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Author: Ross Davis
San Francisco News Desk


Breaking: US SEC meets congress and gives anti-fraud, but pro-cryptocurrency stance...

The meeting that just took place today has been worrying the markets for the last week - but at least for now it appears to have been for nothing.  The hearing was a surprisingly positive view of the innovation and technology, with concerns of fraudsters taking advantage of the excitement - which frankly, is a valid concern to have.

"We must crack down hard on those who try to abuse enthusiasm with fraud and manipulation" Chris Giancarlo, chairman of the Commodity Futures Trading Commission said.

But careful not to come off as a crack down on the cryptocurrency market in general, the Trump appointed Securities and Exchange Commission Chairman Jay Clayton added “These warnings are not an effort to undermine the fostering of innovation through our capital markets – America was built on the ingenuity, vision and spirit of entrepreneurs who tackled old and new problems in new, innovative ways” .

Another surprisingly positive quote comes from Senator Mark Warner (D) - an early investor in the cell phone technology, said he sees a similarities between mobile phones then, and cryptocurrencies today. "The same kind of transformation is about to take place." Warner expressed he believes the possibility that cryptcurrencies will hit $20 trillion in value, saying "this rises potentially to the level of a systemically relevant event."

There was one set of challenges discussed - how to classify a cryptocurrency.  A currency? A security? Something else entirely?

"What's so challenging about bitcoin is that it has characteristics of multiple different things" Giancarlo said.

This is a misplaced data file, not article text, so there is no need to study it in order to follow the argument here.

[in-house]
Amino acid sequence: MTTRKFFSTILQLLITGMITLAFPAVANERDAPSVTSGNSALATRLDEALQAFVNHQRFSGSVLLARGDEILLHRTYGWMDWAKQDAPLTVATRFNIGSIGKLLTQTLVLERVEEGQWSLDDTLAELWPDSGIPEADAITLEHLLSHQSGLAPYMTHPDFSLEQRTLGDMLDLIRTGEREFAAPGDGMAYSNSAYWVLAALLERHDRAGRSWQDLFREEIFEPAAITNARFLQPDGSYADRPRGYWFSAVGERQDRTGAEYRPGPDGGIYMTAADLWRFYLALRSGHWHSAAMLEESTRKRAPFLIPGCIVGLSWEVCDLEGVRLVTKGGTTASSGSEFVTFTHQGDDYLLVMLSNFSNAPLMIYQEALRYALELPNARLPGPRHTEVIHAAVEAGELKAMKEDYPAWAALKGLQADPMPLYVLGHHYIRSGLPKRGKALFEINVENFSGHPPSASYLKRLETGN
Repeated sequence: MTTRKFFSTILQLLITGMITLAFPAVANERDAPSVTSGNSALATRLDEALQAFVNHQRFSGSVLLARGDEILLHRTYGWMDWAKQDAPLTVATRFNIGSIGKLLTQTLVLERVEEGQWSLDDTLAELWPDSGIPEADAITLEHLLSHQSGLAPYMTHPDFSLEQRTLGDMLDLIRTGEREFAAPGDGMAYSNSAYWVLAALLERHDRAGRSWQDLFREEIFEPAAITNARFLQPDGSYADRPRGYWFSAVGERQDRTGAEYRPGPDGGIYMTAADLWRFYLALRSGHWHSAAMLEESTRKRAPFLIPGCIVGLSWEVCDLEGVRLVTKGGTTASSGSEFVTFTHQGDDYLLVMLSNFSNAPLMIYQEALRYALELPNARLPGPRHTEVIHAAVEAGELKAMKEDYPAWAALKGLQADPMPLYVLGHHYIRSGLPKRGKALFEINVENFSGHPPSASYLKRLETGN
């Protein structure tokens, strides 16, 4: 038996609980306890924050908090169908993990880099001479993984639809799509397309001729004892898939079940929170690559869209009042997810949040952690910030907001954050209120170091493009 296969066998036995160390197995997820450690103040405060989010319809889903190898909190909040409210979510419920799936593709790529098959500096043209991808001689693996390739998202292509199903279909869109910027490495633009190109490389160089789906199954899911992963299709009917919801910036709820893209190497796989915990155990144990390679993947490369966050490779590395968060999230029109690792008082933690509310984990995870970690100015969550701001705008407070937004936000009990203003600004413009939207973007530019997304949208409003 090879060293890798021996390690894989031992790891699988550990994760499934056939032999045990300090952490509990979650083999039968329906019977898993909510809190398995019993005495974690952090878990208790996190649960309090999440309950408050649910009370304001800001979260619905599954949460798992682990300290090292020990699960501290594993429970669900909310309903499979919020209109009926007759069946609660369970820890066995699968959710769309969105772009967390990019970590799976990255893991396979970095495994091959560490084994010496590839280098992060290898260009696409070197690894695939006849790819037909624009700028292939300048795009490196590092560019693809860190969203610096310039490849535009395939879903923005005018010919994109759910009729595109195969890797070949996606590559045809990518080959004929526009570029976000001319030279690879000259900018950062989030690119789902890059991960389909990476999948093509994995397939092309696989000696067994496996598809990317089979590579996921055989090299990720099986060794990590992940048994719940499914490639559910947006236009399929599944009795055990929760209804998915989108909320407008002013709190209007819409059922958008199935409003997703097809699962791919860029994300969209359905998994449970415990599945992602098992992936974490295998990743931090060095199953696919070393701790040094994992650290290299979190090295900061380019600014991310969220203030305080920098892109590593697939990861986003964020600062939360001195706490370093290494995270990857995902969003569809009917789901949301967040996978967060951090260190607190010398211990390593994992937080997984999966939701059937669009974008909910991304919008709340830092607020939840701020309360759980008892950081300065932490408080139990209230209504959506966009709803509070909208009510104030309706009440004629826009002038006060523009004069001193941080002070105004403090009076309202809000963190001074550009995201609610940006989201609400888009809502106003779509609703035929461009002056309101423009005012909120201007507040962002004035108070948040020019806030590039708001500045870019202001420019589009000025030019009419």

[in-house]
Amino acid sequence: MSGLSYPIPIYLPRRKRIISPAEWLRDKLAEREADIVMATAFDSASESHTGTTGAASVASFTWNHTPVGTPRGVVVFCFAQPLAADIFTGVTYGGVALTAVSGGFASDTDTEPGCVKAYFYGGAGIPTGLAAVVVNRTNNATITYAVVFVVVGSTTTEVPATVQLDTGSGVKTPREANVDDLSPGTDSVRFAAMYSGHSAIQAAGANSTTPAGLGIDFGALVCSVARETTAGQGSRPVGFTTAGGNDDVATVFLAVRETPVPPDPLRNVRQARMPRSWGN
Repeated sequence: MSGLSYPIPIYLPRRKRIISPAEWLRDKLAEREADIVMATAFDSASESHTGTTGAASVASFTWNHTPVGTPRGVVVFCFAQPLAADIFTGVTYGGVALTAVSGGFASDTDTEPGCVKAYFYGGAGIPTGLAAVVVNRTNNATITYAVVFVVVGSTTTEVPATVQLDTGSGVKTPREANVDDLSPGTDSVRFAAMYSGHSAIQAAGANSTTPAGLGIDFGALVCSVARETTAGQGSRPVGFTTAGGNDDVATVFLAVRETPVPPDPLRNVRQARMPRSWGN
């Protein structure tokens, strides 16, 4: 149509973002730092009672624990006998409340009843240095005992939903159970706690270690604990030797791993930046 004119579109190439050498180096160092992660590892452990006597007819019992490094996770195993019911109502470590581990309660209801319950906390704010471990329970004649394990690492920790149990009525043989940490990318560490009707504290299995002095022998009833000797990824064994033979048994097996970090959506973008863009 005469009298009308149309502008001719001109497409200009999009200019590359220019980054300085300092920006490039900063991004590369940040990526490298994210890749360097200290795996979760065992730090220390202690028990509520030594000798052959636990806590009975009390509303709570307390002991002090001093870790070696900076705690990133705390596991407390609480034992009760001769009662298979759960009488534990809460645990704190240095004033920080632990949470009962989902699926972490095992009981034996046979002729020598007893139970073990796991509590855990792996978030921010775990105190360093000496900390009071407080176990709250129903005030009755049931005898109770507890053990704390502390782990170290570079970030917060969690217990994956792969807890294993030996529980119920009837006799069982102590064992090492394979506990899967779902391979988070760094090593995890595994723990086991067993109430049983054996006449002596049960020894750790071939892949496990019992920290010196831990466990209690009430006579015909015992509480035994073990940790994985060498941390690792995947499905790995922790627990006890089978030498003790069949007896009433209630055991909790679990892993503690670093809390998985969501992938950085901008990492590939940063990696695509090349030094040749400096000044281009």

Chairman Clayton said currently, they are not asking for any new laws - but in the future "We may be back with our friends from Treasury and the Fed to ask for additional legislation."

Markets appear to be in rebound following the news, with Bitcoin dipping into the $5900's briefly earlier - already at $7623 at time of publishing this article.
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Author: Ross Davis
San Francisco News Desk


SEC suspends "The Crypto Company" from trading....


The Crypto Company has been forced to suspend trading of it's stock by the The Securities and Exchange Commission.

The Crypto Company describes itself as having a "diversified portfolio of digital assets" with plans to "rollout of a full scale, high frequency cryptocurrency trading floor."

But movement in it's stock and proposed splits caught the eye of regulators.  Following a 160% rise over the last week - giving them an $11 Billion value at $575 a share.


This caused the CEO to announce a plan for a 10 to 1 split of the stock, in order to lower the entry price for a round of new investors - making the stock $57.50 per share. CEO Mike Poutre said it's "the responsible thing to do" and cited companies like Apple, and Mastercard, which also split shares to make their stock accessible to everyday investors.

The SEC has now halted trading citing "concerns regarding the accuracy and adequacy of information" - the suspension will expire January 3rd, where it can either be extended or fully lifted depending on the outcome of the SEC's investigation.

And an odd bit of information - the company went public in June of this year by acquiring the already public company "Croe"... which makes fitness bra's for women.

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Author: Oliver Redding
Seattle News Desk